3 comments on “scenes of the Nile in Italy

  1. I find it amazing how different the modern conception of Egypt is to its image in antiquity. When people think about Egypt today, what first comes to mind is an arid land dotted with pyramids. We think of the Nile, but just as a single river that goes through the middle of it; we don’t think of lush vegetation or any wet environment. The image is always tan, sandy, and very very dry. However, in antiquity, the image of Egypt was almost completely opposite, a land rich in vegetation and flowing water, as portrayed in their art. The mosaics we saw in class all had water and water imagery at their forefront; it was not just water itself, but also its interaction with the community, with boats, fishing, and game hunting of aquatic birds. One of the mosaics was, apparently, even built so that water would seep through, wetting the entire image, and enhancing the perception of this water environment.
    It was not just through art that this conception of a “wet Egypt.” It is also seen in their vernacular. In ancient Greek, the word for Egypt in the masculine denotes just the river; it is only the word for Egypt in the feminine denotes the entire fertile land, highlighting their emphasis on Egypt as a water environment.
    So then, my question is, when did that change? Why do we think of Egypt as being only arid and practically lifeless, where antiquity thought of it as lush and full of vegetation. There is no emphasis on the engineering feat of the pyramids or mummies or sarcophagi, or really anything that modern day associates with ancient Egypt. They see it as an oasis. Why don’t we?

  2. I believe that Herodotus best summed up Egypt when he famously said, “Egypt is the gift of the Nile.” He quite literally meant that Egypt and everything in it is possible because of the Nile River and its annual flood. I took an Egyptian history course last semester and what never ceased to surprise me was how much in Egypt as an empire and a culture was able to accomplish depending on just the Nile. Egyptian kingship in a nutshell is based on the pharaoh ensuring and taking responsibility for the annual flood which produced the water and rich silt that the facilitated the agriculture in the valley.
    I think Hadley, the short answer to your question is that the ancients saw Egypt as the “Land of the Nile” and literally meant the Nile river valley and the Nile delta. The large rectangle of desert that we now associate with Egypt would mean nothing to the Ancient Egyptians. I think that our conception of Egypt is a product of our modern concept of geopolitical borders as defined by lines in the sand, and that the ancient conception of Egypt was a product of their identification of their empire with a single body of water and the landscape immediately surrounding it.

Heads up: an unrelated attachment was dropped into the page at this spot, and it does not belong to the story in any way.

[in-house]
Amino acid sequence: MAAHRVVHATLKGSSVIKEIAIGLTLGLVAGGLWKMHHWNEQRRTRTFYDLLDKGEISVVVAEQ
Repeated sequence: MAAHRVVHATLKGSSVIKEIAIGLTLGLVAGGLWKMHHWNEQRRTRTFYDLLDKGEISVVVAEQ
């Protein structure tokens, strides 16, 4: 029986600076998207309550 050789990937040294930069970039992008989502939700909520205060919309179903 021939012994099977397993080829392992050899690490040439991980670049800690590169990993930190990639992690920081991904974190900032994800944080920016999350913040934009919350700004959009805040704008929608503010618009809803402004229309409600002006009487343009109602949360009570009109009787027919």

3. Our modern conceptions regarding the landscape of historical Egypt are certainly distorted by our current geopolitical viewpoint. That is to say, we far to often attempt to apply our current conceptions on the role of water in our daily life to our understanding of Egypt. In many ways, this mosaic highlights the vital importance of water that is quite often ignored in modern discussions.
    To start, examine the composition of the image, and see how water is the dominant force within all sectors of the mosaic. Indeed, it quite literally touches everything. It sates the thirst of both animals and men alike, it permits nautical transportation, it shapes the very topography of the landscape in which the egyptians inhabit. Through this display, this image is a tribute of sorts. It demonstrates the shaping power of the Nile, and the life-giving importance of Earth’s most abundant resource.
    Hadley, you question why our modern understanding of Egypt differs from the highly aquatic culture it was. Why do we think of an arid desert and not the lush landscape depicted here? I believe the answer lies with our greater understanding of the role of water within society. Members of a developed nation can easily choose to ignore the importance of water, for it has now been relegated to the role of a commercialized product, with its significance for trade and economy hidden behind the scenes. It is for this reason that our visualization is flawed; we do not have the proper contextual understanding of water to see the historic role it played in shaping countries and landscapes.

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